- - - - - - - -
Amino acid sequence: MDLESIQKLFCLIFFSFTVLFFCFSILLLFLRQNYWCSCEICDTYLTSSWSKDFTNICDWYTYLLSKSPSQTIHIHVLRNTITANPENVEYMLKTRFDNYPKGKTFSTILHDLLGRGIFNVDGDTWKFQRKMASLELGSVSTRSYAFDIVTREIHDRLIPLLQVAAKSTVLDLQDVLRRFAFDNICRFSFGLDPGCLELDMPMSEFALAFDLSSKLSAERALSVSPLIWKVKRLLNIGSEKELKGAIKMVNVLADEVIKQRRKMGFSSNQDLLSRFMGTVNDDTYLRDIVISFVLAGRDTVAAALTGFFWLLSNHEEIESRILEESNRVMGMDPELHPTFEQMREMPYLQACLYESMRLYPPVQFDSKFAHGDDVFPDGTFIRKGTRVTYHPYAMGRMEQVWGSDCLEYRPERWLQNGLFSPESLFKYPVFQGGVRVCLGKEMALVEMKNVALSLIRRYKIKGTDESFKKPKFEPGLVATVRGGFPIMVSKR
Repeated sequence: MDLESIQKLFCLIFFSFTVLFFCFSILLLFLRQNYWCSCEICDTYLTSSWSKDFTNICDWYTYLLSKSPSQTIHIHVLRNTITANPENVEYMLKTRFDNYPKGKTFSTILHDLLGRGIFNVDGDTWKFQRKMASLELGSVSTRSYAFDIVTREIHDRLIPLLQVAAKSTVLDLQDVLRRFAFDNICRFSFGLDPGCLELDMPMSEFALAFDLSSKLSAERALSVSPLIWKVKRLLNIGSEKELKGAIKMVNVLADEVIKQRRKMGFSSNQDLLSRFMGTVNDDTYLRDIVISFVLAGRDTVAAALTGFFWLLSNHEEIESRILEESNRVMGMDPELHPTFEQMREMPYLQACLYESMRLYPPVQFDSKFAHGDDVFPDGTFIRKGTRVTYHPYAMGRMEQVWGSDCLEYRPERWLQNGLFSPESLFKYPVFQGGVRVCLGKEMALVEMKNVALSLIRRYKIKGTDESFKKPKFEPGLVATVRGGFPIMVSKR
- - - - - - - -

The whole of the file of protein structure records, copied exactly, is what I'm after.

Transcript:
Amino acid sequence: MDLESIQKLFCLIFFSFTVLFFCFSILLLFLRQNYWCSCEICDTYLTSSWSKDFTNICDWYTYLLSKSPSQTIHIHVLRNTITANPENVEYMLKTRFDNYPKGKTFSTILHDLLGRGIFNVDGDTWKFQRKMASLELGSVSTRSYAFDIVTREIHDRLIPLLQVAAKSTVLDLQDVLRRFAFDNICRFSFGLDPGCLELDMPMSEFALAFDLSSKLSAERALSVSPLIWKVKRLLNIGSEKELKGAIKMVNVLADEVIKQRRKMGFSSNQDLLSRFMGTVNDDTYLRDIVISFVLAGRDTVAAALTGFFWLLSNHEEIESRILEESNRVMGMDPELHPTFEQMREMPYLQACLYESMRLYPPVQFDSKFAHGDDVFPDGTFIRKGTRVTYHPYAMGRMEQVWGSDCLEYRPERWLQNGLFSPESLFKYPVFQGGVRVCLGKEMALVEMKNVALSLIRRYKIKGTDESFKKPKFEPGLVATVRGGFPIMVSKR
Repeated sequence: MDLESIQKLFCLIFFSFTVLFFCFSILLLFLRQNYWCSCEICDTYLTSSWSKDFTNICDWYTYLLSKSPSQTIHIHVLRNTITANPENVEYMLKTRFDNYPKGKTFSTILHDLLGRGIFNVDGDTWKFQRKMASLELGSVSTRSYAFDIVTREIHDRLIPLLQVAAKSTVLDLQDVLRRFAFDNICRFSFGLDPGCLELDMPMSEFALAFDLSSKLSAERALSVSPLIWKVKRLLNIGSEKELKGAIKMVNVLADEVIKQRRKMGFSSNQDLLSRFMGTVNDDTYLRDIVISFVLAGRDTVAAALTGFFWLLSNHEEIESRILEESNRVMGMDPELHPTFEQMREMPYLQACLYESMRLYPPVQFDSKFAHGDDVFPDGTFIRKGTRVTYHPYAMGRMEQVWGSDCLEYRPERWLQNGLFSPESLFKYPVFQGGVRVCLGKEMALVEMKNVALSLIRRYKIKGTDESFKKPKFEPGLVATVRGGFPIMVSKR